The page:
“We all learn from one another.  It’s important to attend community meetups like the WP Blogger and Social Media MeetUp.”

This statement from Scott is so true.  It brings to mind the benefits gained from the content spoken by all our Meetup Guest Speakers this past year.  Really Amazing!

Scott Mann brought to us his passion for building and maintaining successful businesses, a thriving entrepreneurial spirit with the principle of getting a fair market profit through helpful and honest business relationships.

Scott comes from a long line of business owners originating in England,  business owners who drove the businesses in the ground. Scott’s father was an ex-military man who worked for Good Year as a mechanic.  He was a nice man that helped many people; friends, relatives, and strangers alike. He sometimes would repair their cars for free and even pay for the parts himself.  After owning several failed businesses he finally ended up as a backyard mechanic and would travel also to go fix someone’s vehicle. Scott’s mother was one of the best leather smiths around that did specialty crafted work that no one else could do.  She essentially gave away her talent and goods for free.

His lists of Practical Tactics reveal sound advice and guidelines for avoiding traps, to qualify clients, counter unrealistic expectations, build client respect and integrity, among others. The following are some of his formative comments and principles that I made note of.

  • Don’t be a people pleaser.  You can take caring for people too far and it’s important to take care of yourself first. Many problems derived from people pleasing are things to run away from. Remember you need to put your own air mask on first. 
  • Some people may say to you; do it for free now and when we get big, we’ll pay you big. Don’t be a flight attendant for free flights.
  • We need work done now, we need it fixed now, we’ll pay you later.
  • Work cheap and we’ll give you references or referrals. ( this is a trap)
  • This is so simple to do. It’s not complicated. 
  • People who have a deal driven mindset don’t charge what they’re worth, nor will those type of clients pay what you’re worth.
  • Play the game.  Keep raising prices until the majority of people say “no”.  Time to get better clients. Use the leapfrog method whereby you gradually replace the problematic poor paying client with a good paying client, one at a time.
  • Never do discounting.  A discount rate is a way to kill your business.  People who pay full price show appreciation and respect; client integrity.
  • Staying nice – Givers find it hard to say “no” or give help to people in a pinch.  Do one small thing for free but the next project will be full price. People say “yes” and you’ve just set yourself up to a good client relationship.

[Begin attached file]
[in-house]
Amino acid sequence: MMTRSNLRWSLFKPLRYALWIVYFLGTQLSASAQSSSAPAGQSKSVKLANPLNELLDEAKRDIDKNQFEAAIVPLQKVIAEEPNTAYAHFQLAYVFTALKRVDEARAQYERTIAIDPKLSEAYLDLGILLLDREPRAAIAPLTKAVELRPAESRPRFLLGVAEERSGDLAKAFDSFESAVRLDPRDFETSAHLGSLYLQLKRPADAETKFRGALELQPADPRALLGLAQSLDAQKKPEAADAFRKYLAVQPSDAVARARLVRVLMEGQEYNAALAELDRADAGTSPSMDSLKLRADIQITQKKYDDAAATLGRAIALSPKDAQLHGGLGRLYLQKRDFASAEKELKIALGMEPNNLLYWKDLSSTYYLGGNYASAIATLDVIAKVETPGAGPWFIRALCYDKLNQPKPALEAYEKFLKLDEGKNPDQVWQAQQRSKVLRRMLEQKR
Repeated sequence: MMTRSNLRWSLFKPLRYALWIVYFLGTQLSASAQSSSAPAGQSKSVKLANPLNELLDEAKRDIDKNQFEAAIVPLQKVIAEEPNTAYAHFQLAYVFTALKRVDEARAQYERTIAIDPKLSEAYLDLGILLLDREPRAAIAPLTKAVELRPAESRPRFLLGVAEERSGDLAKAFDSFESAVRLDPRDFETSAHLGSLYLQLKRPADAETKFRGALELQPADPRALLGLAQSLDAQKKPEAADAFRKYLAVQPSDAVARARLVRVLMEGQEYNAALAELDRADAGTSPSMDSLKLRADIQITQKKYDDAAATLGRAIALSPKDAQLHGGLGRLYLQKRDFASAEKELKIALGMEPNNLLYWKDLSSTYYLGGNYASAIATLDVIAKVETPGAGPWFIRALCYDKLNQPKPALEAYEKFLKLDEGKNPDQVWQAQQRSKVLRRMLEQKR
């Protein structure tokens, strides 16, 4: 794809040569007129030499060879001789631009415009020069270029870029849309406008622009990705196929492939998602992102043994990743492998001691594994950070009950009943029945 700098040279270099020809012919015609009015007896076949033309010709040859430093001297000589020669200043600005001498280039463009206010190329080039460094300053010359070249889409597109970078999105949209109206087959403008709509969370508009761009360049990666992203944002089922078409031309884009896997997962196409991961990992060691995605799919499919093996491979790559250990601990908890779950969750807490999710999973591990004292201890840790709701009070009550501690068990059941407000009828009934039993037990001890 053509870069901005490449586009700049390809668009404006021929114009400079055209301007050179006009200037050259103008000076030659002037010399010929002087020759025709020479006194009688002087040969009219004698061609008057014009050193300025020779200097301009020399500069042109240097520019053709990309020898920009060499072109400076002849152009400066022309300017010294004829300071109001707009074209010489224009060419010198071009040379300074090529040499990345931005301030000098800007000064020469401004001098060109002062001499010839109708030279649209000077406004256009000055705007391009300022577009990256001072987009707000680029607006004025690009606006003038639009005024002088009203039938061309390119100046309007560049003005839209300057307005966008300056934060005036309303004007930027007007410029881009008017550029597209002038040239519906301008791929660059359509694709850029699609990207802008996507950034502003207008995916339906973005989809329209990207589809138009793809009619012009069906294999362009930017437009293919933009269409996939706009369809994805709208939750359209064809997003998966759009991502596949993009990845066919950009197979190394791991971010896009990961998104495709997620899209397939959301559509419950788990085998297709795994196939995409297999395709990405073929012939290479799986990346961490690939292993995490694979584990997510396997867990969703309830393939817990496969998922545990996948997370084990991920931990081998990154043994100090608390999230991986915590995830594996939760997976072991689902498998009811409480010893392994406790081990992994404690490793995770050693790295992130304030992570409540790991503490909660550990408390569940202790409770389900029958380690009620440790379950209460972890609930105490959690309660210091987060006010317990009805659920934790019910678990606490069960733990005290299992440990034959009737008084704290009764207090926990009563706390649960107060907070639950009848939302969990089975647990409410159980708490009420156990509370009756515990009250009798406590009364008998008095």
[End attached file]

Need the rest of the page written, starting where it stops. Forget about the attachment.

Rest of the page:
•  Late payment – when collections occur when the job is done, the client does not respect you.
  • Be clear what needs to change in order to continue a client relationship.
  • Explain (make clear) non-payment consequences with a pleasant, sympathetic, not mean, attitude.  It’s your decision on how you’ll continue the business relationship.
  • Contracts deescalate emotions.  Have a lawyer review your contracts. (Scott recommends LegalShield).  A living contract grows over the years and needs to be amended to cover all things.
  • Be wary of net terms and be able to accept them.  Net 30 is common. 100% up front is best. Get paid for discovery.  Don’t give solutions but say, I know how to fix this by previous experience.  Expect a certain amount of time to get work done.
  •  Software recommended – for late payment( Freshbooks); for invoices(Sherpa).
  • Always toot your own horn when doing a favor for people.  It is tactful and creates value. Stop being a hero, ask for thanks.
  • By not raising prices to a long time client, you give business away; you’re being too nice.
  • Always have the story of “why”; explain why you’ve increased prices.  ex: We’re now offering more services and value. Raise prices every year, talk about it every year.  Include the cost of living raises.
  • In charging for services there are no rules.  Some people will pay much more and be appreciative while other people will not pay if you make them a millionaire.
  • Scott recommends Dave Ramsey’s book, Entreleadership, especially a chapter in the book entitled, The Death oF A Salesman.
  • To qualify a potential client, four things must be present.  1-Money – must have money to hire. 2- Time – must have time to work with you.  3- Desire – desire to want your offer. 4- Power to Buy – must have the power to make decisions and the power to buy.
  • Never allow a non-design maker to take up your time.

Scott Mann speaks straightforward and candidly with insight into the heart of business dealings and relationships. Scott elaborates well and his delivery was well understood.   

Thank you, Scott, for spending your time and sharing your insights with Winter Park Bloggers and Social Media Meetup.

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